Another thing to consider is transport. Constantly pumping fumes into the environment is obviously terrible, but so is the slow drying up of fossil fuels to power our cars, and the oftentimes toxic disposal conditions of old vehicles. Here in France the (electricity-powered) train system is excellent — most small towns have a train station, and this is a great way to get around and be less taxing on the environment. Carpooling can also be a good option. In France one carpool website is very popular; “BlaBlaCar”, I’ve used it several times to go long distances. You have to be a bit brave though!

Image result for greta thunberg strike                                      Sixteen year-old climate activist Greta Thunberg is leading school walk-outs in protest of climate change.

One of the most polluting machines is of course the plane. Flying several kilometres above the Earth, and at incredibly rapid speeds, is extremely costly energy-wise. When I see how many celebrities use private jets to get around when they could just catch a normal flight, it’s a little crazy. A sixteen year-old climate activist named Greta Thunberg has sworn off planes and convinced her entire family to stop using them as well. For many people it’s very hard to totally eradicate flying from your life, but it’s also possible to use planes left and think about alternative ways of travel. As the popular saying goes: It’s about the journey, not the destination.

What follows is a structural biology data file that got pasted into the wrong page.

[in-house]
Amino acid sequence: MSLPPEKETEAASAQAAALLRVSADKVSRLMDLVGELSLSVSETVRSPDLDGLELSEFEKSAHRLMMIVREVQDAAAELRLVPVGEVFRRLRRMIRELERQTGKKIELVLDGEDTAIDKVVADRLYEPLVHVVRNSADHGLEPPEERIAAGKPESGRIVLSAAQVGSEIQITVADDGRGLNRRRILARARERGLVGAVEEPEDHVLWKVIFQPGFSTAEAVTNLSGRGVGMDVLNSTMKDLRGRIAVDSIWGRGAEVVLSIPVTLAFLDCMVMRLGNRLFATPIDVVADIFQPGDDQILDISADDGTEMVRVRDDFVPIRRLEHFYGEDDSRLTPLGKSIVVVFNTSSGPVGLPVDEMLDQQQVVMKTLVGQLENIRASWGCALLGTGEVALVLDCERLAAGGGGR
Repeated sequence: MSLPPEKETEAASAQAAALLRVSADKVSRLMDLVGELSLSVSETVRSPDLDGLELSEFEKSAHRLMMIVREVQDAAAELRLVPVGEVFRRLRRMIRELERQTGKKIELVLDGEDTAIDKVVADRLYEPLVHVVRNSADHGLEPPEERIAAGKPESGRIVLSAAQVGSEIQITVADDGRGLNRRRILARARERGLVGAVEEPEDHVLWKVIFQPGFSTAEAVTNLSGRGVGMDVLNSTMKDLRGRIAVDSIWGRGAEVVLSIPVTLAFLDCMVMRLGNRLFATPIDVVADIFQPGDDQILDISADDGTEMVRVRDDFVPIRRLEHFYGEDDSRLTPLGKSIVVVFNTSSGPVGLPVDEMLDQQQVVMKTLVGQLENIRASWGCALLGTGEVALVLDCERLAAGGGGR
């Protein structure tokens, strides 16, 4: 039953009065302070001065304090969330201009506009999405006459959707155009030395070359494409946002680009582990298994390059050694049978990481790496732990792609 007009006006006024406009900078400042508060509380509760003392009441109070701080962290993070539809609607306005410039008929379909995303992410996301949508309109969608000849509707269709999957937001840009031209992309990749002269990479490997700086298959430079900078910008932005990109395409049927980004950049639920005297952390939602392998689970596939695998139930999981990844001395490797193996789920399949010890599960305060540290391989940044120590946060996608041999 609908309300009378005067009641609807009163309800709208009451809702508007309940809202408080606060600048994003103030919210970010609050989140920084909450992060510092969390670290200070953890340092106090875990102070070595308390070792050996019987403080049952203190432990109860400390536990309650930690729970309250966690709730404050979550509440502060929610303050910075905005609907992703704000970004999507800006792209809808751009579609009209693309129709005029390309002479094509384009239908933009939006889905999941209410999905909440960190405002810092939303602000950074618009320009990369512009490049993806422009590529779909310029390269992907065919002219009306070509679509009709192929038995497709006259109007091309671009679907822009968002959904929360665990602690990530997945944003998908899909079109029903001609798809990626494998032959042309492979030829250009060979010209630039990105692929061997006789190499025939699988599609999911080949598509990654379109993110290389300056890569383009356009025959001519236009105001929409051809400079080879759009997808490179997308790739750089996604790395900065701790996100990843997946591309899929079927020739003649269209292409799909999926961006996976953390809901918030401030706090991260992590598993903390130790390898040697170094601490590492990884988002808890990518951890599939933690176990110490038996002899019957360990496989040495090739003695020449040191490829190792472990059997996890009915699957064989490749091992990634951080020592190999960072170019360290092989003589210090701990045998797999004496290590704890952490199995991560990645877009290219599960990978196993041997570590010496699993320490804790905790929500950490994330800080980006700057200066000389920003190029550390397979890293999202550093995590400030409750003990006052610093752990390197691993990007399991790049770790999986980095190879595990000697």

To finish up my (rather large) list of ways to change your habits to be more environmentally friendly, I suppose I should point out what I consider the truly obvious ways to help: take shorter showers, try to use less electricity and not leave lights on, always use reasonable containers and bags, RECYCLE or COMPOST, etc., etc. On a side note, some energy companies are now offering new “green” energy contracts (like EDF in France), which supposedly use energy sourced from sustainable resources like wind and hydro power. It’s certainly worth looking into, plus the EDF “green” contract is actually cheaper than the regular one!

To bring this post to a close, I think I should probably reiterate that: the planet needs saving. Unless you’re one of the strange science-deniers, then there’s no hiding the facts: unless we change everything, the planet WILL die. I know that the blog’s reader demographic tends not to be teenagers or very young adults, a lot of you have children or maybe even grandchildren. Unless we change something, they might not make it to old age, or will spend their lives living in a poisoned world, breathing filtered air, with many of the Earth’s cities underwater, food shortages, catastrophic weather… the list of consequences goes on forever.

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To my mind, I feel that we have a duty as humans, no matter how uncomfortable it may be or strange to change our habits, to fight for our planet. It is at the very least a survival effort for ourselves, and beyond that it is preserving billions of species, nature as we know it, and protecting many generations to come.

Change can come, but only if we act now. It’s important to remember that “difficult” changes to make, such as forgoing the use of planes and cutting things out of our diets, may not be forever. Science is always looking for and finding new alternatives for what we enjoy today. In the meantime, we have a responsibility.

Thank you so much, if anyone has read this far, for reading what I’ve written today. I know that it’s all over the news at the moment, and most of this probably isn’t new information, however it’s necessary to repeat it until it starts to sink in, I suppose! Hopefully you were interested in my perspective as a very young person growing up in this endangered world, and perhaps you learnt a little more about France or found a change you’d like to implement in your life.